• dancingbeastie permalink*
      May 9, 2011 6:58 pm

      John Deere – green! My boys knew each brand by colour from a very early age. The modern versions have kept the colour of the livery, but that’s the only thing they have in common with the earlier ones. I think you’re right about the new ones. Today’s monsters that monopolize the country roads are not on the friendly human scale of the old tractors.

  3. Jean S permalink
    May 9, 2011 6:27 pm

    what a fabulous memorial!

  4. dancingbeastie permalink*
    May 9, 2011 7:01 pm

    It was a good day, and it’s nice to know that others can appreciate the idea.

  5. May 9, 2011 8:00 pm

    Amazing! There is something so cheerful about a tractor I always think. And really, what a wonderful way to remember him by, I always think celebrating a person’s interests and passions even after they are gone is the best way to keep their memory alive.

    • dancingbeastie permalink*
      May 9, 2011 8:35 pm

      They are cheerful – I think it’s the primary colours and chunky shape. Very childlike in a way. And yes, it’s important to remember what made someone happy, isn’t it. I think our friend would have been very chuffed by this rally.

  6. May 10, 2011 2:35 pm

    What a great idea – wonderful tribute. Also says something about the man and all those who came with their tractors.
    There’s just something about tractors – the old ones anyway – I remember the thrill of riding one as a child-it’s red had faded to pink with some green touches among the scratches ( it wasn’t new when we got it)- the wonderful noise and feeling like king of the fields…The huge new ones with the enclosed cabs just don’t seem the same…..your kids probably are still dreaming tractors! Thanks for the pictures!

    • dancingbeastie permalink*
      May 10, 2011 6:59 pm

      I can just imagine your childhood tractor – a lovely description.

  7. May 11, 2011 8:31 pm

    What a perfect memorial to someone so important to you! My husband used to have a beloved old Fergie, one of the first to have a basic cab to shield him from the elements. He was so sad to have to let it go when we moved, along with his equally beloved old JCB….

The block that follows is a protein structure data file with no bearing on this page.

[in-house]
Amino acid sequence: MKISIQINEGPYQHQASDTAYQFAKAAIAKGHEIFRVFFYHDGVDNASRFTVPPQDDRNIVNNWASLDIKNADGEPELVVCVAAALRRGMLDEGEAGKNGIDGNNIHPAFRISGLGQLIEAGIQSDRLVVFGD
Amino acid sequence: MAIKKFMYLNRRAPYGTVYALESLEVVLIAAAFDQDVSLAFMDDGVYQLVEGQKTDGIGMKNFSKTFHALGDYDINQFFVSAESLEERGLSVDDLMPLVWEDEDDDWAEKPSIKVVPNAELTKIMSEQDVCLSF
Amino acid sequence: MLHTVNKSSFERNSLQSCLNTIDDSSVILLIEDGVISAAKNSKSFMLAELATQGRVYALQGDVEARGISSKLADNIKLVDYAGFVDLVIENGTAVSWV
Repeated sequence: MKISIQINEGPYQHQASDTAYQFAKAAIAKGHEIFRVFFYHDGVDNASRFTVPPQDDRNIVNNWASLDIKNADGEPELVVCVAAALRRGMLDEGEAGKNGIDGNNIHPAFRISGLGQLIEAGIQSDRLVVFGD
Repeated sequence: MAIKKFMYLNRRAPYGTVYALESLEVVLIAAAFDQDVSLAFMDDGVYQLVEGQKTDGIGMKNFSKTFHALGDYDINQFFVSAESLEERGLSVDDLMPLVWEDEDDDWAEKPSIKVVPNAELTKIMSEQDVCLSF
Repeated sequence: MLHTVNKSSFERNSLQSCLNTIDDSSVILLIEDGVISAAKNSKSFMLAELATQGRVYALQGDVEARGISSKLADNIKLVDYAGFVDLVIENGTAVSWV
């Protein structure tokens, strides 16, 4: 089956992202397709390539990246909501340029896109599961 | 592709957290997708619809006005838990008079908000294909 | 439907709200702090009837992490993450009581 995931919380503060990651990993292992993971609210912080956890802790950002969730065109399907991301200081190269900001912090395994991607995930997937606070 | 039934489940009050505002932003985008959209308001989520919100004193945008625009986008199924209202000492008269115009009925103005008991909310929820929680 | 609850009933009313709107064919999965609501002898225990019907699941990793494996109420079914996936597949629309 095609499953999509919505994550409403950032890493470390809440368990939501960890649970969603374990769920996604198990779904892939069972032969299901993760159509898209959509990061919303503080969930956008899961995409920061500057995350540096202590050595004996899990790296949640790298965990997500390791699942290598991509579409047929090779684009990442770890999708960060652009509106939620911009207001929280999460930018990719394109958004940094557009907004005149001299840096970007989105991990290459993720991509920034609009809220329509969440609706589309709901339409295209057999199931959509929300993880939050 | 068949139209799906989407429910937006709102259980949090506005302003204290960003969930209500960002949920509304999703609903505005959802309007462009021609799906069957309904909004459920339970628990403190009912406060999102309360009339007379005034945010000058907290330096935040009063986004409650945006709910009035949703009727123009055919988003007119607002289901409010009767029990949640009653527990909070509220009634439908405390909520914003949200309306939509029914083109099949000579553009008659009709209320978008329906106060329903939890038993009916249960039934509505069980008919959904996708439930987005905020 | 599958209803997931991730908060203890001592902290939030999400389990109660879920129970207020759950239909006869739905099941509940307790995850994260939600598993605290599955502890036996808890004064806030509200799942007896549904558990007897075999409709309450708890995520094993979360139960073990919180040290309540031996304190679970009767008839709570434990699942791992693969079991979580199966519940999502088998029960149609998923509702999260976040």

• dancingbeastie permalink*
      May 12, 2011 5:26 pm

      I’d love to have seen his Fergie – you don’t have a photo you could post, do you? Don’t think I’ve ever seen one with a cab. (Listen to me, I’ll be buying a tractor mag myself soon… 🙂 )

  8. May 13, 2011 10:21 pm

    Oh dear, I’ve misled you, DB 😦 When I readyour reply, I started to have doubts and have just checked with my husband. His beloved tractor was a Zetor and the Fergie was the ancient, rusting wreck that was here when we bought the house nearly 40 years ago. Sorry for the confusion….

    • dancingbeastie permalink*
      May 14, 2011 5:01 pm

      Aw, poor old Fergie! We have a Zetor here on the estate. It dates from the eighties and is utterly hideous, to my mind, all sharp edges and orange paint. I think the older ones were probably a great deal more aesthetically pleasing!

  9. May 14, 2011 9:08 pm

    I can confirm that tractor mag mania is thriving among the younger generation. One of my son’s friends lives on a farm, and the favourite reading of this 20 year old is a tractor magazine.
    Tractors I would make a detour to see, but a vintage car rally doesn’t have the same appeal. I think it’s because tractors are useful (like Simon Schama’s ‘useful’ minibuses at the Royal Wedding). Tho I was once taken against my will to a vintage steam engine rally (ie fairground engines and the like) in England and was bored rigid.

    • dancingbeastie permalink*
      May 15, 2011 6:13 pm

      Yes, I think you’re onto something there. Vintage tractors have function as well as form. Well, no, I suppose steam engines do too – but I prefer the straightforwardness of tractors. William Morris would approve, I think, if he approved of any mechanisation.

  10. May 17, 2011 2:55 pm

    Lovely photos. Please ask your father if he knows my uncle Gordon Macdonald. He too has worked for MF forever!
    Katie

    • dancingbeastie permalink*
      May 18, 2011 11:10 pm

      Alas, my dad died 12 years ago. But he was a Macdonald too!

  11. May 18, 2011 6:50 pm

    A lovely memorial. We too have a Vintage Tractor Rally even in Orkney – it’s know locally as “The Rusty Club”! I didn’t know there was *magazines* about them though……!

    • dancingbeastie permalink*
      May 18, 2011 11:11 pm

      What a great name. I bet you’d find the mags if you looked in Stromness – unless we’ve cornered the market here, of course!

  12. March 13, 2014 7:52 am

    What a wonderful memorial for a special friend. I love all things vintage, including tractors, not that I would be buying a magazine anytime soon. 😉